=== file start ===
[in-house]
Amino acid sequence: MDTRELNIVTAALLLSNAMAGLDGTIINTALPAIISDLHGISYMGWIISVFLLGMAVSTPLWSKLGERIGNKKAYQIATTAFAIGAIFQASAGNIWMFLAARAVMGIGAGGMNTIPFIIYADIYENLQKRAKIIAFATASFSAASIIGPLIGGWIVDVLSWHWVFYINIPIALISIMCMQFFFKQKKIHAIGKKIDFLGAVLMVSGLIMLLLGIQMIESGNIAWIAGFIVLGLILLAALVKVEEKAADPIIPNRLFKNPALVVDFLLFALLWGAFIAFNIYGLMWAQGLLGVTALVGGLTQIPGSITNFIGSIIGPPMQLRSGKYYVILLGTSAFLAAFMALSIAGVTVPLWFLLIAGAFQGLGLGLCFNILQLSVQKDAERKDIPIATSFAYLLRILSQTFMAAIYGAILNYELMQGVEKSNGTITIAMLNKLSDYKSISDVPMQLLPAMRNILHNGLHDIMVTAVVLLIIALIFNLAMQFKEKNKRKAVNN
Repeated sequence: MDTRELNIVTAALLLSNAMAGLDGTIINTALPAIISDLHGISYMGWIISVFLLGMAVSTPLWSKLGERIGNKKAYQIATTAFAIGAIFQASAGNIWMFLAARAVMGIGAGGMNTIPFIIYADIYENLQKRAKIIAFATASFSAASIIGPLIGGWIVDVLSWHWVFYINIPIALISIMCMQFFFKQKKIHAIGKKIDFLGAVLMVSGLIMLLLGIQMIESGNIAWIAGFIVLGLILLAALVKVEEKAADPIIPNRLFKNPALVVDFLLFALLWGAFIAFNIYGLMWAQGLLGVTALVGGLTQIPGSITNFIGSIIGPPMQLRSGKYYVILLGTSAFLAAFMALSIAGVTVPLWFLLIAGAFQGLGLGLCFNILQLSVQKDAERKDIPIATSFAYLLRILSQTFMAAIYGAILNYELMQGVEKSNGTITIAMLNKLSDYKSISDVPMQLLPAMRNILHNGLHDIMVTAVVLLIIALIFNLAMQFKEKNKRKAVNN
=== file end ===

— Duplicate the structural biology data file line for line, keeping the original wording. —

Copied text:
[in-house]
Amino acid sequence: MDTRELNIVTAALLLSNAMAGLDGTIINTALPAIISDLHGISYMGWIISVFLLGMAVSTPLWSKLGERIGNKKAYQIATTAFAIGAIFQASAGNIWMFLAARAVMGIGAGGMNTIPFIIYADIYENLQKRAKIIAFATASFSAASIIGPLIGGWIVDVLSWHWVFYINIPIALISIMCMQFFFKQKKIHAIGKKIDFLGAVLMVSGLIMLLLGIQMIESGNIAWIAGFIVLGLILLAALVKVEEKAADPIIPNRLFKNPALVVDFLLFALLWGAFIAFNIYGLMWAQGLLGVTALVGGLTQIPGSITNFIGSIIGPPMQLRSGKYYVILLGTSAFLAAFMALSIAGVTVPLWFLLIAGAFQGLGLGLCFNILQLSVQKDAERKDIPIATSFAYLLRILSQTFMAAIYGAILNYELMQGVEKSNGTITIAMLNKLSDYKSISDVPMQLLPAMRNILHNGLHDIMVTAVVLLIIALIFNLAMQFKEKNKRKAVNN
Repeated sequence: MDTRELNIVTAALLLSNAMAGLDGTIINTALPAIISDLHGISYMGWIISVFLLGMAVSTPLWSKLGERIGNKKAYQIATTAFAIGAIFQASAGNIWMFLAARAVMGIGAGGMNTIPFIIYADIYENLQKRAKIIAFATASFSAASIIGPLIGGWIVDVLSWHWVFYINIPIALISIMCMQFFFKQKKIHAIGKKIDFLGAVLMVSGLIMLLLGIQMIESGNIAWIAGFIVLGLILLAALVKVEEKAADPIIPNRLFKNPALVVDFLLFALLWGAFIAFNIYGLMWAQGLLGVTALVGGLTQIPGSITNFIGSIIGPPMQLRSGKYYVILLGTSAFLAAFMALSIAGVTVPLWFLLIAGAFQGLGLGLCFNILQLSVQKDAERKDIPIATSFAYLLRILSQTFMAAIYGAILNYELMQGVEKSNGTITIAMLNKLSDYKSISDVPMQLLPAMRNILHNGLHDIMVTAVVLLIIALIFNLAMQFKEKNKRKAVNN